|Occurred : 4/8/2010 22:40 (Entered as : 04/08/10 22:40)
Reported: 4/9/2010 10:01:20 AM 10:01
Location: Brady, WA
|A very bright maneuvering light moving at a high rate of speed at low level with no noise near Brady, Washington.
Approximately 22:40 in the evening of 8 April 2010 I was driving west at about 65 miles per hour on highway 12 from Elma, Washington, to Aberdeen, Washington. I was accompanied by two friends (A women in the back seat and a man in the front seat.
We were just beginning to emerge from a hail storm when a very bright, white light came into view in the upper right of my windshield moving westerly at a very high rate of speed. I knew immediately that it wasn’t any kind of conventional aircraft. As I looked at the light I asked my friend, "What the hell is that?!" Looking at it, my friend replied, "I don’t know."
I am a private pilot and have logged more than a thousand hours in small single engine aircraft. The first thing I noticed was the lack of navigation lights on it. The light was less than 1500 feet above ground because it was flying lower than the clouds that produced the hail storm. I estimated these clouds to be around fifteen hundred feet and the light to be about a thousand feet above ground level. It was also less than half a mile to our right. So it was very close when I first saw it. I figure it was moving at several hundred miles per hour. Probably around mach 1. Yet there was no noise. The ball of light seemed to be the same size as a small single engine aircraft. But it was so bright it is really hard to say with accuracy.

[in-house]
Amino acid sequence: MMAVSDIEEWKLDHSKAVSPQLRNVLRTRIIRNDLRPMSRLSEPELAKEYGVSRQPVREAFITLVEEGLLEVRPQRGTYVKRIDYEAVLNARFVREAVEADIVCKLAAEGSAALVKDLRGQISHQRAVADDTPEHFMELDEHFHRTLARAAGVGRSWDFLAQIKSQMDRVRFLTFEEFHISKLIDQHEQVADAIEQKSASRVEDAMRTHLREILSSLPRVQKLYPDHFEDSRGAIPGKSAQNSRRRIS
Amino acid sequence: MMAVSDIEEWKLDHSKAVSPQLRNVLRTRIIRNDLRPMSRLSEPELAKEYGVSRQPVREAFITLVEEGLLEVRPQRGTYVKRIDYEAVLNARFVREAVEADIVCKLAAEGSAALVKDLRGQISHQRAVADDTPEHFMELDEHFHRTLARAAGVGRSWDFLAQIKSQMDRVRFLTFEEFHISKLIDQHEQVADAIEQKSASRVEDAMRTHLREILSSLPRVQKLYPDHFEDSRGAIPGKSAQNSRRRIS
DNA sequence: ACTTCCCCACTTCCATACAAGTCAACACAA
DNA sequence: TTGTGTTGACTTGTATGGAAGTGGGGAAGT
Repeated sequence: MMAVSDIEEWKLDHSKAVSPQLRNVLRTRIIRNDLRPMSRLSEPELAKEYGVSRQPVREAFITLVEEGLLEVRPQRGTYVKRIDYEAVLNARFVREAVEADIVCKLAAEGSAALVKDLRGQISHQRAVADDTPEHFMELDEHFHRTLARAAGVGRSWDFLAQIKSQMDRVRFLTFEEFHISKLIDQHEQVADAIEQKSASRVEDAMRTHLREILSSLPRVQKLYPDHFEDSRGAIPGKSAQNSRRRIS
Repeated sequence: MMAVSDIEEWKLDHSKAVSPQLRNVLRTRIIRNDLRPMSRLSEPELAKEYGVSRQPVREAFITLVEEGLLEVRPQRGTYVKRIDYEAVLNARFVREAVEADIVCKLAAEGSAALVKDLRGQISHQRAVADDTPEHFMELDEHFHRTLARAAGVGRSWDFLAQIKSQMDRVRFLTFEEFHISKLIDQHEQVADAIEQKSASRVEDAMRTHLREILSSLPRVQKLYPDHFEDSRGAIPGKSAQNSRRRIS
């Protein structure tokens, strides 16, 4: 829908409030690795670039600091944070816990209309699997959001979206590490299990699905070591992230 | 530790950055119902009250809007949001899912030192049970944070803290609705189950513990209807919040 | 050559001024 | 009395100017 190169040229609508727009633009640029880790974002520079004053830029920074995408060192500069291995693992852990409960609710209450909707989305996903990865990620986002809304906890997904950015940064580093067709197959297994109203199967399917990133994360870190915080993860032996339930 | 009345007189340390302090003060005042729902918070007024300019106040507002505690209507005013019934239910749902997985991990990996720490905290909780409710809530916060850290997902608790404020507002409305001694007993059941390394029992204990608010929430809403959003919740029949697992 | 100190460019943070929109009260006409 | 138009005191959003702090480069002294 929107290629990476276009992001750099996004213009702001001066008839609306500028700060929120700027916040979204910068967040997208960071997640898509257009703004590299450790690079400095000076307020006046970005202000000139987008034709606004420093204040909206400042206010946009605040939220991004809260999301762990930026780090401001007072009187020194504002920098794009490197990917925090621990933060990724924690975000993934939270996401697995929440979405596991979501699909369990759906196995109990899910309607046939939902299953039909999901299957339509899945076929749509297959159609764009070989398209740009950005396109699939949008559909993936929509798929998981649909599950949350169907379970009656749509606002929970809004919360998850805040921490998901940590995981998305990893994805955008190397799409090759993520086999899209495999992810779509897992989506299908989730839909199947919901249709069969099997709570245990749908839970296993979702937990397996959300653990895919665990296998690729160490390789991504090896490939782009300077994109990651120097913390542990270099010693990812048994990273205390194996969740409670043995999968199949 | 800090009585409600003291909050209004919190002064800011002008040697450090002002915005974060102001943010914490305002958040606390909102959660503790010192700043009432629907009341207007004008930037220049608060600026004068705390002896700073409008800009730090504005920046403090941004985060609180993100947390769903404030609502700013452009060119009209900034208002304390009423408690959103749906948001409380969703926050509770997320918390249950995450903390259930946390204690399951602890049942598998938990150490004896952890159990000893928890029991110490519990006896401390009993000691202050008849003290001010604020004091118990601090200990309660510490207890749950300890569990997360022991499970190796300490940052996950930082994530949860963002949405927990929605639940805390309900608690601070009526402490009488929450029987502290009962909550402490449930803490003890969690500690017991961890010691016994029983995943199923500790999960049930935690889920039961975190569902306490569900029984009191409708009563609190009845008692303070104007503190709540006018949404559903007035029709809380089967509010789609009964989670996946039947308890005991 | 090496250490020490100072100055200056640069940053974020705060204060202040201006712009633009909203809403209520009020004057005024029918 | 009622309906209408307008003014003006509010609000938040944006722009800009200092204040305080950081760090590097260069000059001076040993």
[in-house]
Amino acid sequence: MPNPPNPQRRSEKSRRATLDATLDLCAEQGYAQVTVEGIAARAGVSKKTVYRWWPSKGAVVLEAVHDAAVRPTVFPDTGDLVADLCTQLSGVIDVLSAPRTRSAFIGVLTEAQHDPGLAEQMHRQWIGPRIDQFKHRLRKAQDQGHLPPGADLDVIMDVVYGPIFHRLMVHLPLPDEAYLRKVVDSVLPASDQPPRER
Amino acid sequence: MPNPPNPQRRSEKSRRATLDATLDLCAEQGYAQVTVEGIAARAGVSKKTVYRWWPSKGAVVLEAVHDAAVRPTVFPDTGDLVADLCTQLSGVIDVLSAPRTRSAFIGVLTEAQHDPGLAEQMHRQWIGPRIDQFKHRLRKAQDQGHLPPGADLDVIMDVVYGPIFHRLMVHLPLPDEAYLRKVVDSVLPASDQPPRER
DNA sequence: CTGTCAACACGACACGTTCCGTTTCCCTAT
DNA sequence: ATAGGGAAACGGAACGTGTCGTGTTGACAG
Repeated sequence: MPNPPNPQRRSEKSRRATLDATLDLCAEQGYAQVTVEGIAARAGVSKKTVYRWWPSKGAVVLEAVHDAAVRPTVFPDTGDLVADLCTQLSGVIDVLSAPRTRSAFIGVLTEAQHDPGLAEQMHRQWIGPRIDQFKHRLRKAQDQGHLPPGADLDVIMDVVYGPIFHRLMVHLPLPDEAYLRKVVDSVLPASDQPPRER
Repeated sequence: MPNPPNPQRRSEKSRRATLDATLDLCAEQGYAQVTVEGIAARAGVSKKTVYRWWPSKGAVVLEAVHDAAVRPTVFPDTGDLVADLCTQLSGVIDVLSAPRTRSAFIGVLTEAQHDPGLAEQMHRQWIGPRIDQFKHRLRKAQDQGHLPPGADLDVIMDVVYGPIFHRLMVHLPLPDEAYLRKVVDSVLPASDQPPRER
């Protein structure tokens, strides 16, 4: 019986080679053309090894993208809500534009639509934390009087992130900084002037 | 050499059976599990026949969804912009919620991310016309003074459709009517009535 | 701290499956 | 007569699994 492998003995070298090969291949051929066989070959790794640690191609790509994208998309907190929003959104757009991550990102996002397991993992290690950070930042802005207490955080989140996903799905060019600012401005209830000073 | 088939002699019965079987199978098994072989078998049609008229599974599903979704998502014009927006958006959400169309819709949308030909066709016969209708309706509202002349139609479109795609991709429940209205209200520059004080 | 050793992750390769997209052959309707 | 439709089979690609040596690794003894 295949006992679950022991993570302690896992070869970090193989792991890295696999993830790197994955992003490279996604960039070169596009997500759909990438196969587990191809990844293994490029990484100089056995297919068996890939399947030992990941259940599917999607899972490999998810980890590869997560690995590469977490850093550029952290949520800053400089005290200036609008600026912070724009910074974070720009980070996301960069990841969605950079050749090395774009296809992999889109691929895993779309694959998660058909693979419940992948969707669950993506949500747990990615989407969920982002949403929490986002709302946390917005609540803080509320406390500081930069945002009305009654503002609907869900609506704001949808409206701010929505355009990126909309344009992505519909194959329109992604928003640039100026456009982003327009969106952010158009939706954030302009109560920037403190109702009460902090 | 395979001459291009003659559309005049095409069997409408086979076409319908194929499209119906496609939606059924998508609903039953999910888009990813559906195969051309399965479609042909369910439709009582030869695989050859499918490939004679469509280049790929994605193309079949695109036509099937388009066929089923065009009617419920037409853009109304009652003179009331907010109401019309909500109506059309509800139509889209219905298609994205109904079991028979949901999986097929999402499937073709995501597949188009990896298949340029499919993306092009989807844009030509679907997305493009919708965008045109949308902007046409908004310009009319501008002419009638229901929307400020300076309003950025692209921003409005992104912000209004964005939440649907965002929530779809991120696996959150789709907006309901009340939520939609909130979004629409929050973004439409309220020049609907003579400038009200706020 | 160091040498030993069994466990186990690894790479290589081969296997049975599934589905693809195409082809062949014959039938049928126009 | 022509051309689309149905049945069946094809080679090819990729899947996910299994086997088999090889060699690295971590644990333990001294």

It made a slightly ascending ten degree right turn then turned back to the left about fifteen degrees and leveled off at about fifteen hundred feet above ground level. In less than a minute, it was already quite a distance away, perhaps as much as ten or fifteen miles. It seemed to slow down as it approached Aberdeen. Since we were traveling in the same direction, it remained in sight for maybe as long as ten minutes as we moved toward Aberdeen. It in fact seemed to be hovering over Aberdeen at one point. But it is hard to tell from that distance whether it was over Aberdeen and whether it was still moving slowly or hovering.
As we emerged from the hail storm the sky became partly cloudy and the stars came out. Even being several miles away it was much brighter than the stars. As we approached about five miles out of Aberdeen the light finally disappeared from view.
((NUFORC Note: We spoke via telephone with this witness, and he seemed to us to be an exceptionally competent witness. We have invited him to obtain data regarding the height of the bottoms of the clouds, to establish the maximum possible altitude of the object. PD))